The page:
According to the General Manager of Health Check, if you choose foods using the Health Check, that won't help you reduce your weight, won't help you reduce your sodium, won't help you reduce your fat and will possibly provide you with products that have admittedly higher than recommended amounts of sugar and sodium.

Fantastic?

So what is Health Check good for again?

Oh yeah, it generates close to $3,000,000 in annual revenue for the Heart and Stroke Foundation.

I wonder if changing their criteria making them more stringent and actually evidence-based would limit the number of companies and products to which they could sell their logo?

Do you think that would affect their revenue?

Stay tuned tomorrow for an exploration of ALL of the criteria used by Health Check (don't worry, there are only 9 so it won't be that long of a post).

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Tuesday, January 22, 2008

Health Check and the attack of Bizarro Beef


Let's go back to that press release from the Beef Information Centre where Heart and Stroke Foundation Registered Dietitian Carol Dombrow tells us that lean ground beef is a healthy choice,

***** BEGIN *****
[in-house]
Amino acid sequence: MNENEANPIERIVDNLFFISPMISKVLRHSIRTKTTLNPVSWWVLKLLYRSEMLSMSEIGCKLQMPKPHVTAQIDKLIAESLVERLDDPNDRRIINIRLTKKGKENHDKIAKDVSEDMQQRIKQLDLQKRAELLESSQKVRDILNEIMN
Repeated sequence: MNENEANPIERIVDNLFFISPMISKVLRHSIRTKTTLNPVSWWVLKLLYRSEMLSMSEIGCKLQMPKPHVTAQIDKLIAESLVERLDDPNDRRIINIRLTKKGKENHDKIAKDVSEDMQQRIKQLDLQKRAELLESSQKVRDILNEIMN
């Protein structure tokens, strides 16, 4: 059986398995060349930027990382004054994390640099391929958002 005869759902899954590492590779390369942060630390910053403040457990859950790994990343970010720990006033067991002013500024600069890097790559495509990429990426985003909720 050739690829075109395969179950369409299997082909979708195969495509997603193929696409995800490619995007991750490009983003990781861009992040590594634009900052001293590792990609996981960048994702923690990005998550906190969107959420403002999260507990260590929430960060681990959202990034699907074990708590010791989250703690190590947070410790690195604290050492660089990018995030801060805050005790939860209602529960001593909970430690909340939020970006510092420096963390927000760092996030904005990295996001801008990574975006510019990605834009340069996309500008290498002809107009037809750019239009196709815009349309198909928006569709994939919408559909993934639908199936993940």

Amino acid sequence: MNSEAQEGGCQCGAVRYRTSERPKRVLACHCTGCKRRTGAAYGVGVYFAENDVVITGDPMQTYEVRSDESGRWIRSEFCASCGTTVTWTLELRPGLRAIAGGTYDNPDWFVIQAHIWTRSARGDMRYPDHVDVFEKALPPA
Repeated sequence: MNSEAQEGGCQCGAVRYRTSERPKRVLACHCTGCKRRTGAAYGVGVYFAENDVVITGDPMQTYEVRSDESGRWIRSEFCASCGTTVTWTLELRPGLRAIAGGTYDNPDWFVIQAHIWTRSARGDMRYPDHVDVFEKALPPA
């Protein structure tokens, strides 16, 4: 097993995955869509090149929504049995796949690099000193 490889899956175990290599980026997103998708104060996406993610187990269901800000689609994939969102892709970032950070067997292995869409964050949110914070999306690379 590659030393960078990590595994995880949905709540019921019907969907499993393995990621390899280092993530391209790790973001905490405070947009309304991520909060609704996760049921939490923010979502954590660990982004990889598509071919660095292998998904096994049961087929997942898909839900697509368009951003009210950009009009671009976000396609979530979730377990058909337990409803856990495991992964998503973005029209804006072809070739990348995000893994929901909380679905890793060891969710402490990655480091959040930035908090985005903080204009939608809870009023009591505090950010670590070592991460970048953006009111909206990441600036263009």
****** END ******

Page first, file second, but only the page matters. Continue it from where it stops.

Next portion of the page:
"With ground beef burgers being one of the most popular meats in the summer months, having the Health Check symbol in place now helps consumers understand that lean and extra lean ground beef can be part of a healthy diet."
Now for the sake of today, let's pretend that we don't know that beef consumption increases our risk of cancer and therefore let's ignore the argument that regardless of "lean-ness", beef is a food we should limit.

Today I'd like to talk about fat.

Now I'm not personally, terrifically scared of saturated fat. Trans I avoid and unsaturated I maximize but saturated, the stuff of beef, I simply try to minimize.

Health Canada on the other hand, really doesn't like fat and it puts a blanket limitation on its consumption at 30% of your total daily calories and since the Heart and Stroke Foundation reports that it models its Health Check program off of Health Canada's recommendations, therefore they too recommend that you limit fat to 30% of your total daily calories.

The Heart and Stroke Foundation adds additional caveats to fat consumption in the directives we saw yesterday, "
"Look for a lower (10% or less) % Daily Value for fat, saturated and trans fat, cholesterol and sodium."

and

"Get less of these nutrients: Look for a lower % Daily Value (10% or less) for nutrients such as fat, saturated and trans fat and sodium"